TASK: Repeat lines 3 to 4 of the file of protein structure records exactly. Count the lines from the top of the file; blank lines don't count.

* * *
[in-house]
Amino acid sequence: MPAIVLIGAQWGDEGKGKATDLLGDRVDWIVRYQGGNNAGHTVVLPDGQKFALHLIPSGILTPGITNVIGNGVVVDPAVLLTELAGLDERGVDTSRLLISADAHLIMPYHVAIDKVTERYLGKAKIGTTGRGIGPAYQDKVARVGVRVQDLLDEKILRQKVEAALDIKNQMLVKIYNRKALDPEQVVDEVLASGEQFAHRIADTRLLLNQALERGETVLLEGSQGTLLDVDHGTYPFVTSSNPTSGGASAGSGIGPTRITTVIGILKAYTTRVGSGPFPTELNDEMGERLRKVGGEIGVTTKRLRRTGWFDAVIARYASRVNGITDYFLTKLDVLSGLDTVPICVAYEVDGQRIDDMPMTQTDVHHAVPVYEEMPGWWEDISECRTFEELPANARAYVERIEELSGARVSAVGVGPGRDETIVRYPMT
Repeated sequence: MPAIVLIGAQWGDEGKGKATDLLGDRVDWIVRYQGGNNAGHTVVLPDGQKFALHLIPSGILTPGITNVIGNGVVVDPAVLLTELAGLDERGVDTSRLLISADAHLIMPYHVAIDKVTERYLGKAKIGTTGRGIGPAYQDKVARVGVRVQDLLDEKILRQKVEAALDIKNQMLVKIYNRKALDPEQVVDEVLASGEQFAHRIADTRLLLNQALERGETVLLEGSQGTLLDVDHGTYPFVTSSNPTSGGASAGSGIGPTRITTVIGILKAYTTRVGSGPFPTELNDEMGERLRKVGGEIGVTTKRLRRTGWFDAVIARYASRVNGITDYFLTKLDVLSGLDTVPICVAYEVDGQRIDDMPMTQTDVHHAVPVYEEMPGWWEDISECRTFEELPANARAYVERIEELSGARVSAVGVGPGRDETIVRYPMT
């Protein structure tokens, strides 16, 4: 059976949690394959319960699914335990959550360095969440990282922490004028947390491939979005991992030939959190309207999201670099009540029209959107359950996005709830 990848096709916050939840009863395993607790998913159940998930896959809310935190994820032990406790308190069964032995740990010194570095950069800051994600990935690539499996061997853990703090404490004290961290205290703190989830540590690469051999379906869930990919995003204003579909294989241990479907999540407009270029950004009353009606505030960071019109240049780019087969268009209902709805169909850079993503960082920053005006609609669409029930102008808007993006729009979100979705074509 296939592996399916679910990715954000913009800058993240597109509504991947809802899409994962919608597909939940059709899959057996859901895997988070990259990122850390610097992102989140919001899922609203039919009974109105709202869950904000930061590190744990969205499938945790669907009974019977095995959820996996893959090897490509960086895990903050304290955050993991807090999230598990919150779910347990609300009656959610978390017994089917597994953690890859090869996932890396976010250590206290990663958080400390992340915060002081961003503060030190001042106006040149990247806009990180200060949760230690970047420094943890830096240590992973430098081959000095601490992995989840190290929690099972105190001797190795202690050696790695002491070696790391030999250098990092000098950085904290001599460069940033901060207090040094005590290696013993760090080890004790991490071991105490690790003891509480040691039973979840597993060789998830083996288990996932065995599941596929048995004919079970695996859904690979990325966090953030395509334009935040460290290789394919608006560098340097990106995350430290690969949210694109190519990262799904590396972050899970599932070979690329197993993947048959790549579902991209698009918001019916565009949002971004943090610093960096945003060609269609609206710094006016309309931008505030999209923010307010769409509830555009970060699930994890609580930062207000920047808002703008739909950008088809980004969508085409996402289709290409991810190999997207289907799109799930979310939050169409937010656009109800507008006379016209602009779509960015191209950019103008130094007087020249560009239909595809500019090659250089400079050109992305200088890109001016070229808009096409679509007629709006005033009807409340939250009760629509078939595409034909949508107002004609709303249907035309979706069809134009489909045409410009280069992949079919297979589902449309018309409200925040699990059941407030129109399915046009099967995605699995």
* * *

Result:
Repeated sequence: MPAIVLIGAQWGDEGKGKATDLLGDRVDWIVRYQGGNNAGHTVVLPDGQKFALHLIPSGILTPGITNVIGNGVVVDPAVLLTELAGLDERGVDTSRLLISADAHLIMPYHVAIDKVTERYLGKAKIGTTGRGIGPAYQDKVARVGVRVQDLLDEKILRQKVEAALDIKNQMLVKIYNRKALDPEQVVDEVLASGEQFAHRIADTRLLLNQALERGETVLLEGSQGTLLDVDHGTYPFVTSSNPTSGGASAGSGIGPTRITTVIGILKAYTTRVGSGPFPTELNDEMGERLRKVGGEIGVTTKRLRRTGWFDAVIARYASRVNGITDYFLTKLDVLSGLDTVPICVAYEVDGQRIDDMPMTQTDVHHAVPVYEEMPGWWEDISECRTFEELPANARAYVERIEELSGARVSAVGVGPGRDETIVRYPMT
């Protein structure tokens, strides 16, 4: 059976949690394959319960699914335990959550360095969440990282922490004028947390491939979005991992030939959190309207999201670099009540029209959107359950996005709830 990848096709916050939840009863395993607790998913159940998930896959809310935190994820032990406790308190069964032995740990010194570095950069800051994600990935690539499996061997853990703090404490004290961290205290703190989830540590690469051999379906869930990919995003204003579909294989241990479907999540407009270029950004009353009606505030960071019109240049780019087969268009209902709805169909850079993503960082920053005006609609669409029930102008808007993006729009979100979705074509 296939592996399916679910990715954000913009800058993240597109509504991947809802899409994962919608597909939940059709899959057996859901895997988070990259990122850390610097992102989140919001899922609203039919009974109105709202869950904000930061590190744990969205499938945790669907009974019977095995959820996996893959090897490509960086895990903050304290955050993991807090999230598990919150779910347990609300009656959610978390017994089917597994953690890859090869996932890396976010250590206290990663958080400390992340915060002081961003503060030190001042106006040149990247806009990180200060949760230690970047420094943890830096240590992973430098081959000095601490992995989840190290929690099972105190001797190795202690050696790695002491070696790391030999250098990092000098950085904290001599460069940033901060207090040094005590290696013993760090080890004790991490071991105490690790003891509480040691039973979840597993060789998830083996288990996932065995599941596929048995004919079970695996859904690979990325966090953030395509334009935040460290290789394919608006560098340097990106995350430290690969949210694109190519990262799904590396972050899970599932070979690329197993993947048959790549579902991209698009918001019916565009949002971004943090610093960096945003060609269609609206710094006016309309931008505030999209923010307010769409509830555009970060699930994890609580930062207000920047808002703008739909950008088809980004969508085409996402289709290409991810190999997207289907799109799930979310939050169409937010656009109800507008006379016209602009779509960015191209950019103008130094007087020249560009239909595809500019090659250089400079050109992305200088890109001016070229808009096409679509007629709006005033009807409340939250009760629509078939595409034909949508107002004609709303249907035309979706069809134009489909045409410009280069992949079919297979589902449309018309409200925040699990059941407030129109399915046009099967995605699995």